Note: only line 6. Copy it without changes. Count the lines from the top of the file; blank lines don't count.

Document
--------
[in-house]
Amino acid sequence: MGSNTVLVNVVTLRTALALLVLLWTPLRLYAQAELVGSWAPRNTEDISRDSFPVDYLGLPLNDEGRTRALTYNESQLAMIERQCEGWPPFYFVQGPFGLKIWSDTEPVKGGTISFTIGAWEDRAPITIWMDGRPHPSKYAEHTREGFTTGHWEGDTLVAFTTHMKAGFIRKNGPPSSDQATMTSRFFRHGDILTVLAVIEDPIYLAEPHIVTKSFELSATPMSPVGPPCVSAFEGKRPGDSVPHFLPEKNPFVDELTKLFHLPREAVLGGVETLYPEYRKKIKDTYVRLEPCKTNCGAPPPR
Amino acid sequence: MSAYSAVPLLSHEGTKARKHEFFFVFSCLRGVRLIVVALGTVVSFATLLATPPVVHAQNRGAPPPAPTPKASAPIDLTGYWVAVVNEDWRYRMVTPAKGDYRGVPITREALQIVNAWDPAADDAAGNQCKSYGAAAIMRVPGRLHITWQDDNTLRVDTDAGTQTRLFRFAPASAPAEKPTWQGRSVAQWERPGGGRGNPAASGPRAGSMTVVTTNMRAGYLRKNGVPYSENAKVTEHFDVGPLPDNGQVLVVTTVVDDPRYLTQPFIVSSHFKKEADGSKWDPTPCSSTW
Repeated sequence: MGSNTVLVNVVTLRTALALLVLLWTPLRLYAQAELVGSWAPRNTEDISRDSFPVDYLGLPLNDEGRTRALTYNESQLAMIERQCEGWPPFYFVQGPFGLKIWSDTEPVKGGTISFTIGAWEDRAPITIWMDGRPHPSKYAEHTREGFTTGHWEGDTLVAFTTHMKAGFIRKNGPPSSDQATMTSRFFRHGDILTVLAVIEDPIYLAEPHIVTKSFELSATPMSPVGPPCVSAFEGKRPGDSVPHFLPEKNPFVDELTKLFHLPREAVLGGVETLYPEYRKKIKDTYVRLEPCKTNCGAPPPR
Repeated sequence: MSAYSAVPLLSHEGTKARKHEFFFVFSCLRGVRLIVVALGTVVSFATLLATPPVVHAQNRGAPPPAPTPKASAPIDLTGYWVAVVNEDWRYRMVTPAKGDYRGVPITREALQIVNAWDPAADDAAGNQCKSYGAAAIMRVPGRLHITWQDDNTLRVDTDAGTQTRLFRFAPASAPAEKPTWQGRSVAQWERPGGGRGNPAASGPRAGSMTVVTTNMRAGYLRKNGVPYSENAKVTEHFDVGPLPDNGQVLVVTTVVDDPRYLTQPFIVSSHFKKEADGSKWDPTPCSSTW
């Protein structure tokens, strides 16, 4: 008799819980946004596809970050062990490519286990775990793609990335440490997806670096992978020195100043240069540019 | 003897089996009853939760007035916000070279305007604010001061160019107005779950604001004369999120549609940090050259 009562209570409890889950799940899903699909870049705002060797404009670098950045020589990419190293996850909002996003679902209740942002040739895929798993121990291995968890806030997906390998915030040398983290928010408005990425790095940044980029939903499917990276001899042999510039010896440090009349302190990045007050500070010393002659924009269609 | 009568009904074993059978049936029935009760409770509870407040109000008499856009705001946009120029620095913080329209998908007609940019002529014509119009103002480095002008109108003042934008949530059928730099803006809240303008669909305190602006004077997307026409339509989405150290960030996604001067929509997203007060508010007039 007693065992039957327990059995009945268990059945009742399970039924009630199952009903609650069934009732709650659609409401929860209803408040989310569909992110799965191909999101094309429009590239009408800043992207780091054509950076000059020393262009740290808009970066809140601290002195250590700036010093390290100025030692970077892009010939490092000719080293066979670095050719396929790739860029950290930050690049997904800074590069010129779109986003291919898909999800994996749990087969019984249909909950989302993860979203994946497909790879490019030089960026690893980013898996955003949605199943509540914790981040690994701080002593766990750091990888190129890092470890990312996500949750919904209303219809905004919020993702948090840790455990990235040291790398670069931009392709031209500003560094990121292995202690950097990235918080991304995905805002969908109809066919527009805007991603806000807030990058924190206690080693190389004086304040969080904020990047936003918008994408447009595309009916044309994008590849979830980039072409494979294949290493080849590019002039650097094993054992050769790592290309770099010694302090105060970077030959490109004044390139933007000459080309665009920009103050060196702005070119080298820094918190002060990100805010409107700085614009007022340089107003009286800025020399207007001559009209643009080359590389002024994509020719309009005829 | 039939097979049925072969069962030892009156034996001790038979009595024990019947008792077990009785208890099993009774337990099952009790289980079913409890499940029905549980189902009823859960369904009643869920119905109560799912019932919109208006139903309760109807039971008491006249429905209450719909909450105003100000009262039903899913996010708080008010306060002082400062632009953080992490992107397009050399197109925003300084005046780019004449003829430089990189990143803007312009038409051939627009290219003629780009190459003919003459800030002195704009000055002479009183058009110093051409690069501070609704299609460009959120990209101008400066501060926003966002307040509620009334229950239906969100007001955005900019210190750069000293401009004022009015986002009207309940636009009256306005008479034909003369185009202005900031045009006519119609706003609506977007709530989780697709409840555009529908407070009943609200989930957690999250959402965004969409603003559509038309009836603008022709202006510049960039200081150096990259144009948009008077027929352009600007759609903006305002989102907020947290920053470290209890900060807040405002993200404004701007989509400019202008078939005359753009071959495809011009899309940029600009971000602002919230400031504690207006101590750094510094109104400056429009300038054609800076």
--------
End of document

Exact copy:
């Protein structure tokens, strides 16, 4: 008799819980946004596809970050062990490519286990775990793609990335440490997806670096992978020195100043240069540019 | 003897089996009853939760007035916000070279305007604010001061160019107005779950604001004369999120549609940090050259 009562209570409890889950799940899903699909870049705002060797404009670098950045020589990419190293996850909002996003679902209740942002040739895929798993121990291995968890806030997906390998915030040398983290928010408005990425790095940044980029939903499917990276001899042999510039010896440090009349302190990045007050500070010393002659924009269609 | 009568009904074993059978049936029935009760409770509870407040109000008499856009705001946009120029620095913080329209998908007609940019002529014509119009103002480095002008109108003042934008949530059928730099803006809240303008669909305190602006004077997307026409339509989405150290960030996604001067929509997203007060508010007039 007693065992039957327990059995009945268990059945009742399970039924009630199952009903609650069934009732709650659609409401929860209803408040989310569909992110799965191909999101094309429009590239009408800043992207780091054509950076000059020393262009740290808009970066809140601290002195250590700036010093390290100025030692970077892009010939490092000719080293066979670095050719396929790739860029950290930050690049997904800074590069010129779109986003291919898909999800994996749990087969019984249909909950989302993860979203994946497909790879490019030089960026690893980013898996955003949605199943509540914790981040690994701080002593766990750091990888190129890092470890990312996500949750919904209303219809905004919020993702948090840790455990990235040291790398670069931009392709031209500003560094990121292995202690950097990235918080991304995905805002969908109809066919527009805007991603806000807030990058924190206690080693190389004086304040969080904020990047936003918008994408447009595309009916044309994008590849979830980039072409494979294949290493080849590019002039650097094993054992050769790592290309770099010694302090105060970077030959490109004044390139933007000459080309665009920009103050060196702005070119080298820094918190002060990100805010409107700085614009007022340089107003009286800025020399207007001559009209643009080359590389002024994509020719309009005829 | 039939097979049925072969069962030892009156034996001790038979009595024990019947008792077990009785208890099993009774337990099952009790289980079913409890499940029905549980189902009823859960369904009643869920119905109560799912019932919109208006139903309760109807039971008491006249429905209450719909909450105003100000009262039903899913996010708080008010306060002082400062632009953080992490992107397009050399197109925003300084005046780019004449003829430089990189990143803007312009038409051939627009290219003629780009190459003919003459800030002195704009000055002479009183058009110093051409690069501070609704299609460009959120990209101008400066501060926003966002307040509620009334229950239906969100007001955005900019210190750069000293401009004022009015986002009207309940636009009256306005008479034909003369185009202005900031045009006519119609706003609506977007709530989780697709409840555009529908407070009943609200989930957690999250959402965004969409603003559509038309009836603008022709202006510049960039200081150096990259144009948009008077027929352009600007759609903006305002989102907020947290920053470290209890900060807040405002993200404004701007989509400019202008078939005359753009071959495809011009899309940029600009971000602002919230400031504690207006101590750094510094109104400056429009300038054609800076």